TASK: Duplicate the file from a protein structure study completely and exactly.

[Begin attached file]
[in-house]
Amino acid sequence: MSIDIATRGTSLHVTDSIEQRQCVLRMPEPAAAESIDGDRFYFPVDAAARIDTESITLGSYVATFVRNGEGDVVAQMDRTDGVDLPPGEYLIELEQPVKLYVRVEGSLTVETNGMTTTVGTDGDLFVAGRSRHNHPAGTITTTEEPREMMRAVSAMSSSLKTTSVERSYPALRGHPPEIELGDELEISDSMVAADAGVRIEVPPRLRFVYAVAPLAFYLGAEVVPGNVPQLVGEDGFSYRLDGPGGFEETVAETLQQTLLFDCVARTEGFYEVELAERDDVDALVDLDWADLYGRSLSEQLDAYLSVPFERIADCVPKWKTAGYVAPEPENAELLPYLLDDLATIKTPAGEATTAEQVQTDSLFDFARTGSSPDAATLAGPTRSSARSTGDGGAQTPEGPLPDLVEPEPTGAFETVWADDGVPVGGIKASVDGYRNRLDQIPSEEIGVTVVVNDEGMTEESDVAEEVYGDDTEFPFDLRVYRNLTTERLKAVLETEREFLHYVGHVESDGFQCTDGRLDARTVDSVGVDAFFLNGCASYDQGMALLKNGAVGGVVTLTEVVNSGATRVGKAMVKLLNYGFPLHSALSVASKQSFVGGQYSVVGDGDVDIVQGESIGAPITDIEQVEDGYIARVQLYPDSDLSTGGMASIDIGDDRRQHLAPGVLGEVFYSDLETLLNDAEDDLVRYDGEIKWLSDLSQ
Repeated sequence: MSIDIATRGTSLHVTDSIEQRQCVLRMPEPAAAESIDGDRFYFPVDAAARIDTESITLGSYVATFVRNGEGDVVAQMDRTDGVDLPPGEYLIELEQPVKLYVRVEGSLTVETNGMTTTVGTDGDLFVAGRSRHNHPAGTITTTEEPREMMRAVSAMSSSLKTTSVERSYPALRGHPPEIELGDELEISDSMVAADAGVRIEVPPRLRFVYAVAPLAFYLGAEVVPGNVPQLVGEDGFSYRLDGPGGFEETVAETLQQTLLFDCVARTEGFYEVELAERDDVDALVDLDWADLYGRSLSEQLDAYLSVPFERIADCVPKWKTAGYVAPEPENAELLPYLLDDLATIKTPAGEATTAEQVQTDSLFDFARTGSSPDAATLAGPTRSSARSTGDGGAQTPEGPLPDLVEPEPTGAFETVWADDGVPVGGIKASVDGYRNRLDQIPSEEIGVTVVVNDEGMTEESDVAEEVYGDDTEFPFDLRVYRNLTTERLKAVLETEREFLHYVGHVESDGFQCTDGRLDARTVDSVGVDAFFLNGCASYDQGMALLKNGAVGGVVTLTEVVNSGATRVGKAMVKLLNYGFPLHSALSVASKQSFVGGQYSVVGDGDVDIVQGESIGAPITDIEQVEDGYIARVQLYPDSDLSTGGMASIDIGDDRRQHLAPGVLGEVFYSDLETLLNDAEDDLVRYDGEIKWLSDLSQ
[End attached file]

[in-house]
Amino acid sequence: MSIDIATRGTSLHVTDSIEQRQCVLRMPEPAAAESIDGDRFYFPVDAAARIDTESITLGSYVATFVRNGEGDVVAQMDRTDGVDLPPGEYLIELEQPVKLYVRVEGSLTVETNGMTTTVGTDGDLFVAGRSRHNHPAGTITTTEEPREMMRAVSAMSSSLKTTSVERSYPALRGHPPEIELGDELEISDSMVAADAGVRIEVPPRLRFVYAVAPLAFYLGAEVVPGNVPQLVGEDGFSYRLDGPGGFEETVAETLQQTLLFDCVARTEGFYEVELAERDDVDALVDLDWADLYGRSLSEQLDAYLSVPFERIADCVPKWKTAGYVAPEPENAELLPYLLDDLATIKTPAGEATTAEQVQTDSLFDFARTGSSPDAATLAGPTRSSARSTGDGGAQTPEGPLPDLVEPEPTGAFETVWADDGVPVGGIKASVDGYRNRLDQIPSEEIGVTVVVNDEGMTEESDVAEEVYGDDTEFPFDLRVYRNLTTERLKAVLETEREFLHYVGHVESDGFQCTDGRLDARTVDSVGVDAFFLNGCASYDQGMALLKNGAVGGVVTLTEVVNSGATRVGKAMVKLLNYGFPLHSALSVASKQSFVGGQYSVVGDGDVDIVQGESIGAPITDIEQVEDGYIARVQLYPDSDLSTGGMASIDIGDDRRQHLAPGVLGEVFYSDLETLLNDAEDDLVRYDGEIKWLSDLSQ
Repeated sequence: MSIDIATRGTSLHVTDSIEQRQCVLRMPEPAAAESIDGDRFYFPVDAAARIDTESITLGSYVATFVRNGEGDVVAQMDRTDGVDLPPGEYLIELEQPVKLYVRVEGSLTVETNGMTTTVGTDGDLFVAGRSRHNHPAGTITTTEEPREMMRAVSAMSSSLKTTSVERSYPALRGHPPEIELGDELEISDSMVAADAGVRIEVPPRLRFVYAVAPLAFYLGAEVVPGNVPQLVGEDGFSYRLDGPGGFEETVAETLQQTLLFDCVARTEGFYEVELAERDDVDALVDLDWADLYGRSLSEQLDAYLSVPFERIADCVPKWKTAGYVAPEPENAELLPYLLDDLATIKTPAGEATTAEQVQTDSLFDFARTGSSPDAATLAGPTRSSARSTGDGGAQTPEGPLPDLVEPEPTGAFETVWADDGVPVGGIKASVDGYRNRLDQIPSEEIGVTVVVNDEGMTEESDVAEEVYGDDTEFPFDLRVYRNLTTERLKAVLETEREFLHYVGHVESDGFQCTDGRLDARTVDSVGVDAFFLNGCASYDQGMALLKNGAVGGVVTLTEVVNSGATRVGKAMVKLLNYGFPLHSALSVASKQSFVGGQYSVVGDGDVDIVQGESIGAPITDIEQVEDGYIARVQLYPDSDLSTGGMASIDIGDDRRQHLAPGVLGEVFYSDLETLLNDAEDDLVRYDGEIKWLSDLSQ